ArrowArtboardCreated with Sketch.Title ChevronTitle ChevronIcon FacebookIcon LinkedinIcon Mail ContactPath LayerIcon MailPositive ArrowIcon Print

Japan's September wholesale prices rose the most in five months

Fueled by weak yen, 9.7% hike on year highlights squeeze on business profits

A view of Tokyo. September's rise in the corporate goods price index, which measures the prices that companies charge each other, underlined the stiff margin pressure facing corporations as many struggle to pass on costs to consumers. (Photo by Akira Kodaka)

TOKYO (Reuters) -- Japanese corporate goods prices grew the most in five months in September, Bank of Japan data showed on Thursday, highlighting the squeeze on business profits from persistently strong wholesale inflation.

The 9.7% year-on-year rise in the corporate goods price index (CGPI), which measures the price companies charge each other for their goods and services, was much bigger than a median market forecast for a 8.8% increase, BOJ data showed.

It was the biggest annual increase since a 9.8% rise registered in April, underlining the stiff margin pressure facing businesses as many of them struggle to pass on the costs to consumers.

A weak yen, which inflates the cost of imports, has exacerbated already high wholesale inflation from a global surge in commodity prices.

That combination has driven the index, at 116.3, to a record high since the survey began in 1960. Electricity bills for business and urban gas utility were the main contributors to the uptick in costs, reflecting rises in fuel costs for the second quarter.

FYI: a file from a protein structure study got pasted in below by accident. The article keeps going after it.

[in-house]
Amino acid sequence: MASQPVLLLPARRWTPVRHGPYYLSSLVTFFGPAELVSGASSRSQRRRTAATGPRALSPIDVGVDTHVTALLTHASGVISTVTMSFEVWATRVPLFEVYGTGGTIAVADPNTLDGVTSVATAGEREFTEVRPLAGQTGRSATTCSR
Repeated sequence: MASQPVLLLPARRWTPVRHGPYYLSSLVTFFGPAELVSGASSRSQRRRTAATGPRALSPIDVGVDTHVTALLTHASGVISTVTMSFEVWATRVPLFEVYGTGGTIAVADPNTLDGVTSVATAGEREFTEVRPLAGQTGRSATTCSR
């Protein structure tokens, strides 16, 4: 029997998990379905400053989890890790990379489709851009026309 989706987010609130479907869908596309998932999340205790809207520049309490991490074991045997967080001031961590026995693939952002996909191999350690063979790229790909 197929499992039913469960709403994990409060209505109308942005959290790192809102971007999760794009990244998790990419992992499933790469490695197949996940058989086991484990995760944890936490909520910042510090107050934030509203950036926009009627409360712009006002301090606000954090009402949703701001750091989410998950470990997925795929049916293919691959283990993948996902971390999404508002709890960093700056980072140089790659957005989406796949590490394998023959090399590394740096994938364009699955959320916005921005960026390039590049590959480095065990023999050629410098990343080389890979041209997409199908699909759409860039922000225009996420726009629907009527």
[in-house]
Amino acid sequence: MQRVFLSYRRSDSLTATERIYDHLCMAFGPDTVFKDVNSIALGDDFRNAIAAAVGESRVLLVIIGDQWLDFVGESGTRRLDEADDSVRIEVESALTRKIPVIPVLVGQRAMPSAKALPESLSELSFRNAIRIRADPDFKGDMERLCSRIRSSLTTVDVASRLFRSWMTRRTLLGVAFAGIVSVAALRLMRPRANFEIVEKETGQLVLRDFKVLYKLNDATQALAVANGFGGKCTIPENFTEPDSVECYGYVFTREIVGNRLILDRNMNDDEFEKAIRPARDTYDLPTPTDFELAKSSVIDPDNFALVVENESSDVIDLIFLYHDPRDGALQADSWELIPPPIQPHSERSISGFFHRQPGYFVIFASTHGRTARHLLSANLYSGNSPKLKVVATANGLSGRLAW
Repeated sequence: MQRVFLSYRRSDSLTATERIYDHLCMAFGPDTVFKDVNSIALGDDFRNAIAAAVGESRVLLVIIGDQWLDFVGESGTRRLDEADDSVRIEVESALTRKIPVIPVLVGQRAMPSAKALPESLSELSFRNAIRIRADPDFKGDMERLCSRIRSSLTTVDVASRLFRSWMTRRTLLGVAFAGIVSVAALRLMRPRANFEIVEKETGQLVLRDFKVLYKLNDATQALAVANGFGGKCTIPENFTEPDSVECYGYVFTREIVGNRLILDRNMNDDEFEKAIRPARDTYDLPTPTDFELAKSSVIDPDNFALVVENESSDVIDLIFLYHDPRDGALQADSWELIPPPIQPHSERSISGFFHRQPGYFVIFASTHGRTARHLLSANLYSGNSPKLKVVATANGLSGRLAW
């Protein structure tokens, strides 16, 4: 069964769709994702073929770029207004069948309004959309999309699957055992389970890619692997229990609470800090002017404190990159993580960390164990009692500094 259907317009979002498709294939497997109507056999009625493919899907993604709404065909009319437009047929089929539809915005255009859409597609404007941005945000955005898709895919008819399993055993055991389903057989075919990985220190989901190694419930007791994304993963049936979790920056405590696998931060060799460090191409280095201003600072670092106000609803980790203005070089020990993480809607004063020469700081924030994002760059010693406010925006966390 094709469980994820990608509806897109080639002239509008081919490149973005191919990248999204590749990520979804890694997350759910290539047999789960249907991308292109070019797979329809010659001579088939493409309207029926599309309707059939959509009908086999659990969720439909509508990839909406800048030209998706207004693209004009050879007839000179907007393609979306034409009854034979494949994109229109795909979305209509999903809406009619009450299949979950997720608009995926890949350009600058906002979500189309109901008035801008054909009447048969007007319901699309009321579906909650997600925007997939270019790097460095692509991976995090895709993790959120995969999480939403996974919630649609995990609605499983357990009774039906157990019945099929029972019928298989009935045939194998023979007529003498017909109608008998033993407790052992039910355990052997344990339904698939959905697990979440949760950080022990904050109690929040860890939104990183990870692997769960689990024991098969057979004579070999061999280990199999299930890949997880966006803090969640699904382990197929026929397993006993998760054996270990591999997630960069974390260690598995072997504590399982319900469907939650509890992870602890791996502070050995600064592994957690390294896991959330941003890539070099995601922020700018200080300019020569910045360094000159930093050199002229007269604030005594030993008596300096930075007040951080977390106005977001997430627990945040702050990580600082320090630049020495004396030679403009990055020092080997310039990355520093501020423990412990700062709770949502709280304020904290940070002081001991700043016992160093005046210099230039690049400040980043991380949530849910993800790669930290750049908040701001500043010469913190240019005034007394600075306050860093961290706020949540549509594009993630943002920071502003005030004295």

The month-on-month input cost pressure also remained strong, with wholesale prices up 0.7% in September from August, when it increased 0.4%.

The yen-based import price index rose 48.0% year-on-year in September, after a revised 43.2 in August and a revised 49.2% in July, the data showed.

Japan's core consumer inflation hit 2.8% in August, the fastest annual pace in 21 years, underscoring the rising cost of living with wage growth lagging far behind.

The nation's economy grew more than initially reported in the second quarter, as the lifting of local COVID-19 restrictions boosted consumer and business spending.

However, given the moderate consumer inflation rate compared with many other advanced nations, the central bank has vowed to keep interest rates ultra-low to revive a fragile economy, remaining an outlier in a global tide of monetary policy tightening.

Sponsored Content

About Sponsored Content This content was commissioned by Nikkei's Global Business Bureau.

Discover the all new Nikkei Asia app

  • Take your reading anywhere with offline reading functions
  • Never miss a story with breaking news alerts
  • Customize your reading experience

Nikkei Asian Review, now known as Nikkei Asia, will be the voice of the Asian Century.

Celebrate our next chapter
Free access for everyone - Sep. 30

Find out more